Many parents—fathers and mothers alike—underestimate the importance of establishing paternity. Paternity can allow both parents to better care for their child or children.
Understanding how to pursue paternity and its benefits can help both parents feel more confident and secure in their child's future moving forward.
The Benefits of Paternity (and How to Establish it)
Establishing paternity has a multitude of benefits for a child, such as:
- Helping a child find their identity. For children who don't know or have a close relationship with their father, establishing paternity can enable them to feel more secure in their identity. If the father comes from a different culture than the mother or current parent, establishing paternity can also allow the child to explore their cultural heritage.
- Paving the way for a meaningful father-child relationship. If the father has been out of the picture but wants to be more involved with the child, establishing paternity is a good first step.
- Providing financial support to the child. Legal parents are responsible for ensuring that their children receive the support and care they need. Establishing paternity can result in child custody or support orders that help the child develop a better quality of life. Additionally, the father's benefits (such as life insurance, veteran's benefits, Social Security, and pension) might also carry over to the child. Establishing paternity also makes the child an heir, giving them inheritance rights if the father passes away or is medically incapacitated.
- Understanding the child's medical history. A variety of common medical issues (diabetes, for example) are hereditary. Establishing paternity allows a child to gain access to the father's medical information, which can be invaluable. Preparing to take care of genetic medical issues in advance can help a child live a healthier (and happier) life.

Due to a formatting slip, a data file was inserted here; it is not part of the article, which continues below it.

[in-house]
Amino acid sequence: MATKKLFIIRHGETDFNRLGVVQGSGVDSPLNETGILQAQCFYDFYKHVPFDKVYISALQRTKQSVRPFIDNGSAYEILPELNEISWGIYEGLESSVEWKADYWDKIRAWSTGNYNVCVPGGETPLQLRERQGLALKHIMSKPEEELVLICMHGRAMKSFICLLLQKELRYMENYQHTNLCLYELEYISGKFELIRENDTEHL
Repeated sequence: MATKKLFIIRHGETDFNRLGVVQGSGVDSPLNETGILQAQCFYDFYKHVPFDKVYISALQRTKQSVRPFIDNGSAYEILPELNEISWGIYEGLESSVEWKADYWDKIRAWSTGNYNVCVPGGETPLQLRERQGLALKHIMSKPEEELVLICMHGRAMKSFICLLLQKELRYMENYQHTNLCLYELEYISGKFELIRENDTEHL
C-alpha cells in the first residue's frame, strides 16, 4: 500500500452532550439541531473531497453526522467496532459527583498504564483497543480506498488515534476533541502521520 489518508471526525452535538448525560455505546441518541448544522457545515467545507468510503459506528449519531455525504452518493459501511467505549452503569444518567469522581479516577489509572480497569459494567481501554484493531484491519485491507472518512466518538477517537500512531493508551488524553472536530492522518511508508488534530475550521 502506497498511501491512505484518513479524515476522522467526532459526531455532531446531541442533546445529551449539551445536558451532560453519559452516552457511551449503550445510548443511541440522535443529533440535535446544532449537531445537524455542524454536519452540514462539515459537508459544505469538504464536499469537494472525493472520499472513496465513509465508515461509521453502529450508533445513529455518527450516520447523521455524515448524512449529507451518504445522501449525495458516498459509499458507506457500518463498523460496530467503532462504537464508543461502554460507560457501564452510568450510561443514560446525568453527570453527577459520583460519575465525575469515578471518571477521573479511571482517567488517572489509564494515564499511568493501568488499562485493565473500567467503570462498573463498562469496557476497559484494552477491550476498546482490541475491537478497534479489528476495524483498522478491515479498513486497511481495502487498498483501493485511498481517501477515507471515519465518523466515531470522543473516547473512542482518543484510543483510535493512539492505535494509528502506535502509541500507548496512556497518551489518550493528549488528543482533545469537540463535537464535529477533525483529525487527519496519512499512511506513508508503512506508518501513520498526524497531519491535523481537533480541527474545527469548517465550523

- Keeping the father in the loop. The court notifies paternal fathers of events such as a relocation or a custody order modification request. Legal fathers can also access information about their child such as school, medical, and religious records. Determining paternity can help the father play a more active role in their child's success.
In Illinois, there are three ways to establish paternity:
- Voluntary Acknowledgment of Paternity (VAP). At birth, the child's parents can both sign a Voluntary Acknowledgment of Paternity Form in the hospital. Signing the form and filing it with the Department of Healthcare and Family Services (HFS) bypasses the court, making both parents at the hospital legal parents to the child.
- Administrative Paternity Order. Generally, mothers seek an Administrative Paternity Order when trying to obtain child support payments from the father. The HFS works with the mother and alleged father to establish paternity and issue an Administrative Paternity Order when necessary.
- Order of Paternity. Filing for an Order of Paternity involves the judicial system, establishing paternity through a court order.
The HFS plays a vital role in paternity cases. The HFS can schedule DNA testing to establish paternity, or declare an individual the legal father by default if they fail to attend a scheduled DNA test.